Well, I finally managed to get away for a walk and some birding. Its been far too long! And even if the weather was shocking at times over the weekend it was just so great to get away. I hope this may finally be the sign that I can get back to some form of normal.
I spend more than a few hours in a public bird hide near the coastal village of Toora, which is in East Gippsland, about three hours east of Melbourne. Friday was more or less a wash out, but Sunday was a much better day, and I managed to get some images of birds I have not photographed before, as well as showing these species to some birders who had never seen them.
These photographs are of Eastern Curlews (Numenius madagascariensis), the worlds largest shore bird. They are justifiably famous for their 'improbably long, strongly down-curved bill' - which you can see clearly in these pictures. Both sexes have long bills, but the male bill really is very long! These birds are also famous for being very cautious, and even though I was in a hide the birds never really came that close. Long, long lenses and cropping are the order of the day for this species.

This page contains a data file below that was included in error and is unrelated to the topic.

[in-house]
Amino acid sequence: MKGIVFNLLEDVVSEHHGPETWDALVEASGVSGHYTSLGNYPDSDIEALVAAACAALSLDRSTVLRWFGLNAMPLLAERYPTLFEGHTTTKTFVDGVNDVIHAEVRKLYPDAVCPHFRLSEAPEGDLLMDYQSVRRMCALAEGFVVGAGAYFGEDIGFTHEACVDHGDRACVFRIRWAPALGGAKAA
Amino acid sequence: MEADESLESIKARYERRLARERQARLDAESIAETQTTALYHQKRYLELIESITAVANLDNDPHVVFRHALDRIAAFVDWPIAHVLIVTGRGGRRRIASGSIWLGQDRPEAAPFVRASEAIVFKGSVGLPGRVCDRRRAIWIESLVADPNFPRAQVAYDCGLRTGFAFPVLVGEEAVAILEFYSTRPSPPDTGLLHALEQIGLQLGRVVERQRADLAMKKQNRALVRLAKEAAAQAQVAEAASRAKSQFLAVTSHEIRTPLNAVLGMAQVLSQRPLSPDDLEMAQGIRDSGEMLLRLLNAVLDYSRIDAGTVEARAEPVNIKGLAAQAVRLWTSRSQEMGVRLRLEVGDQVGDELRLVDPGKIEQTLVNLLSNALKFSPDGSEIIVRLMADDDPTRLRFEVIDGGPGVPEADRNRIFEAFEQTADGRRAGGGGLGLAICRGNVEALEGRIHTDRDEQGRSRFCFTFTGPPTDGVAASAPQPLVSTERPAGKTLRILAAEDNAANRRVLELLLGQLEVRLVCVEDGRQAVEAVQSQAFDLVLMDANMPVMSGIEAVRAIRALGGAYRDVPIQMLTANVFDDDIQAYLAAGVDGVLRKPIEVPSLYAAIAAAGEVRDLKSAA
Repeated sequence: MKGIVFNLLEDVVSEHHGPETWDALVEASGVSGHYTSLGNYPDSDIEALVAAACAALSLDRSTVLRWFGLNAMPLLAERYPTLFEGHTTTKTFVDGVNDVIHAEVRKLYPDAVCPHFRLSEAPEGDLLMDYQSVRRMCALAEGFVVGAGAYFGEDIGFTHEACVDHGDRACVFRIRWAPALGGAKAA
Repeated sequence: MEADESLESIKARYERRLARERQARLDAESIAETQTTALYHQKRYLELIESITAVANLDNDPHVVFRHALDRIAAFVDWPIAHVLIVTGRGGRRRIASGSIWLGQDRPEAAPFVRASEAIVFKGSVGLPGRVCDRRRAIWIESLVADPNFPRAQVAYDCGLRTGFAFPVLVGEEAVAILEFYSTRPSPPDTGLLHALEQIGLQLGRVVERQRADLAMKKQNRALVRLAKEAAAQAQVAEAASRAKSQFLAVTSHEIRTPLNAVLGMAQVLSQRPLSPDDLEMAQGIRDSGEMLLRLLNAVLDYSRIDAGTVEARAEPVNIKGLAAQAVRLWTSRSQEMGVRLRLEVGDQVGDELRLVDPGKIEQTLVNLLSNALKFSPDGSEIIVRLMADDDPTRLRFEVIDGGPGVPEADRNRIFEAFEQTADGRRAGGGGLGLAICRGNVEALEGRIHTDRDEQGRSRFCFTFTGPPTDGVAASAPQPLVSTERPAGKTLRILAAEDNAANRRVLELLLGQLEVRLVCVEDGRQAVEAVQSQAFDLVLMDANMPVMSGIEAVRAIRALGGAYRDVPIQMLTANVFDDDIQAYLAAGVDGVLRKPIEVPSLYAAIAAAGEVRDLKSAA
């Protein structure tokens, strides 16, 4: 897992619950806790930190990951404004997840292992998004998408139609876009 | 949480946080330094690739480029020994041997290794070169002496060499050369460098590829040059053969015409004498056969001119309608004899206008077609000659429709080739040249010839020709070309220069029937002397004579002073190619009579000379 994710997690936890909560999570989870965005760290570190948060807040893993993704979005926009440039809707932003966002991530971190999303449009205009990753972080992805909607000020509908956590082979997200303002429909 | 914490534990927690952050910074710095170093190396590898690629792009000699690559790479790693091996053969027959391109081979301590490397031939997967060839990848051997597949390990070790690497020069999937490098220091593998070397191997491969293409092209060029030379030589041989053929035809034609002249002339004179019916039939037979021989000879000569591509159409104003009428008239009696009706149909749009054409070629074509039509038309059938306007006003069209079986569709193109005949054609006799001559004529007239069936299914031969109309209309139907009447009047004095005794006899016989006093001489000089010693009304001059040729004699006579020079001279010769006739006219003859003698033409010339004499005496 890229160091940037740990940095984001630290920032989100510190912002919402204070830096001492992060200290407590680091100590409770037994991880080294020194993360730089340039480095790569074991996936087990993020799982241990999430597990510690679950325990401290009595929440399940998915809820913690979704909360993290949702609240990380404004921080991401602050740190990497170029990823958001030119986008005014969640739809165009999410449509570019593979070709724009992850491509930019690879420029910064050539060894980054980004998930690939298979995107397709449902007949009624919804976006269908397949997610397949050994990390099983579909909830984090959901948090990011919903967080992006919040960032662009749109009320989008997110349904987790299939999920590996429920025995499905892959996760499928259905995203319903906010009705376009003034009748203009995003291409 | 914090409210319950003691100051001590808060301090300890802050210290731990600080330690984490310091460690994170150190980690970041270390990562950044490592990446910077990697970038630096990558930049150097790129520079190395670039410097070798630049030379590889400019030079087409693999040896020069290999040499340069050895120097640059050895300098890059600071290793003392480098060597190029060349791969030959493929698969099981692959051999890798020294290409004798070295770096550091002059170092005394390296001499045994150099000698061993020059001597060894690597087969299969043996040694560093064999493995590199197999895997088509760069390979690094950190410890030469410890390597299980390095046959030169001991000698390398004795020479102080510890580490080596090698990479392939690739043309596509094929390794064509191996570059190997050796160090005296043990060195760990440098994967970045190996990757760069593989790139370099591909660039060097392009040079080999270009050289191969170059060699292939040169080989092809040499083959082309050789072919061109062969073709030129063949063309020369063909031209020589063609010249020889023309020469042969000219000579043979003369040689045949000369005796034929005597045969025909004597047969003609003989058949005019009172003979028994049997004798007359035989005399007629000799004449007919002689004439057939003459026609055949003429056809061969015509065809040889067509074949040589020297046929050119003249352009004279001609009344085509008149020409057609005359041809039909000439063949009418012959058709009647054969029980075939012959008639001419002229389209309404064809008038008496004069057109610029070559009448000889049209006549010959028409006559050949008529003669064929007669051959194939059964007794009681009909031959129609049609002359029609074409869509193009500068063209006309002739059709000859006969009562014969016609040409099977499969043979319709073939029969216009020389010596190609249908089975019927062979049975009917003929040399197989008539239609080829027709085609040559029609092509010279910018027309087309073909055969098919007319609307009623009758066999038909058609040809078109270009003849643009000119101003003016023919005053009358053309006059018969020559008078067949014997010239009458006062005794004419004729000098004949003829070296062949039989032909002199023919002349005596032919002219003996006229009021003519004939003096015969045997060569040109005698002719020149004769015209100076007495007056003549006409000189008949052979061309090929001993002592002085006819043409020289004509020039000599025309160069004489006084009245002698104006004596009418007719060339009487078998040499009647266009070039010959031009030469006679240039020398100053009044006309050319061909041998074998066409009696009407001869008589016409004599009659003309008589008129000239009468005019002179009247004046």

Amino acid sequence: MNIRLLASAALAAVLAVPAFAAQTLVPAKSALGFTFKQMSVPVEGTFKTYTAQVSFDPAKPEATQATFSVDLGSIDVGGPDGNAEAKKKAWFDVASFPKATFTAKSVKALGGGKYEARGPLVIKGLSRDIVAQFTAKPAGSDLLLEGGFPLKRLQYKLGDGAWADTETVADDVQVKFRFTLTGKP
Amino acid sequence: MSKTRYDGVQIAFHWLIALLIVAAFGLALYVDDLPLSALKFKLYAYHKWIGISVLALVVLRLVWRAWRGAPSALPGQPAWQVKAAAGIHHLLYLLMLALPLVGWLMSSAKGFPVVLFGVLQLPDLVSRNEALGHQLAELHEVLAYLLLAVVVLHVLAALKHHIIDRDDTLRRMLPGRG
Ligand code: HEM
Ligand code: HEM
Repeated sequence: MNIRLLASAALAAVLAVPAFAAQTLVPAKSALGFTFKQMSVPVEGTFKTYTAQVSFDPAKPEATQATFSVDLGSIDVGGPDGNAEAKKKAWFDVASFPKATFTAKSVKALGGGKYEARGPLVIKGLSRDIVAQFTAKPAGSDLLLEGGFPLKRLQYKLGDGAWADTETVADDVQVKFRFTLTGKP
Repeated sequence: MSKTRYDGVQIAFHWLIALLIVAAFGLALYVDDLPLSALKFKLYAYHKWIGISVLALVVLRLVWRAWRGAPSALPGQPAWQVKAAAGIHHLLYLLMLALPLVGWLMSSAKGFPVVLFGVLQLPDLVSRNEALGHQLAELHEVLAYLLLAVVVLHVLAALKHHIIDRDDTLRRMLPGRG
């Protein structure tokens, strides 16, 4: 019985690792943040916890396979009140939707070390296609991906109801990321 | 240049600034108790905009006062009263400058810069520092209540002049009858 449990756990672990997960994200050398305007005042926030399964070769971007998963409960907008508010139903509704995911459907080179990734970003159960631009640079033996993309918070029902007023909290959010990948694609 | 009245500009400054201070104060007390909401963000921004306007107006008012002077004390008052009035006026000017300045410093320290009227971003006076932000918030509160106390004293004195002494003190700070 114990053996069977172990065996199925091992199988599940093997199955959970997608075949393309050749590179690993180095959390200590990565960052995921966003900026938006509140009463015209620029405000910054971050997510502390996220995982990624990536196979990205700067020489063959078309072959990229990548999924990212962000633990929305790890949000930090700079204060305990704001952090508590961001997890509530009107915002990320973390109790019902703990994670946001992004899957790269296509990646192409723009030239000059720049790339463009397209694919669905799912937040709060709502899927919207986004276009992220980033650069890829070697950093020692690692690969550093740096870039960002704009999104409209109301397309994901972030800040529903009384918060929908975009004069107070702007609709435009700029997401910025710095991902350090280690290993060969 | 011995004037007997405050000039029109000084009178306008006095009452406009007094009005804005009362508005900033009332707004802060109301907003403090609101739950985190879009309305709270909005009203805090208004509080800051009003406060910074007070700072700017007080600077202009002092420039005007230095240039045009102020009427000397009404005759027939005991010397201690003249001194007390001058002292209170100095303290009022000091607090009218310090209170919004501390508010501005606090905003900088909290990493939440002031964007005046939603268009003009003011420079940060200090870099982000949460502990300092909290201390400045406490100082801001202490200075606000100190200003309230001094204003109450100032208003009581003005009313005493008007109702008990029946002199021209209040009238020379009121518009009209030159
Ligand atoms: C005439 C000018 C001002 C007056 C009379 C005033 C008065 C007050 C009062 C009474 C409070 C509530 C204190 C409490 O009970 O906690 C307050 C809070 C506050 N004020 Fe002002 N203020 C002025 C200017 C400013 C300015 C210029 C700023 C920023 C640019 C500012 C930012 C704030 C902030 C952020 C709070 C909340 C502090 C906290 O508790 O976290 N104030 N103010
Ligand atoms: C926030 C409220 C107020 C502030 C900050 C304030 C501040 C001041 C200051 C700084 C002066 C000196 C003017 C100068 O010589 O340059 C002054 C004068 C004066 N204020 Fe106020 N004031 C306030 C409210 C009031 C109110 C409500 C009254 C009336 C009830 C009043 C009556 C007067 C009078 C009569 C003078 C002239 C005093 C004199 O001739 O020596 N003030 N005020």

Eastern Curlews breed in Siberia and Manchuria, but most (75%+) spend the southern summer in Australia. There are probably less than 50,000 of these birds left in the wild, so having more that 20 in front of the hide was a great thing to see. Like many other shore birds this species is threatened because of habitat loss, most especially in China's Yellow sea.
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Hope everyone who reads this is also coming out of the the C19 blues - and I hope to be in touch (via blogs) soon. SM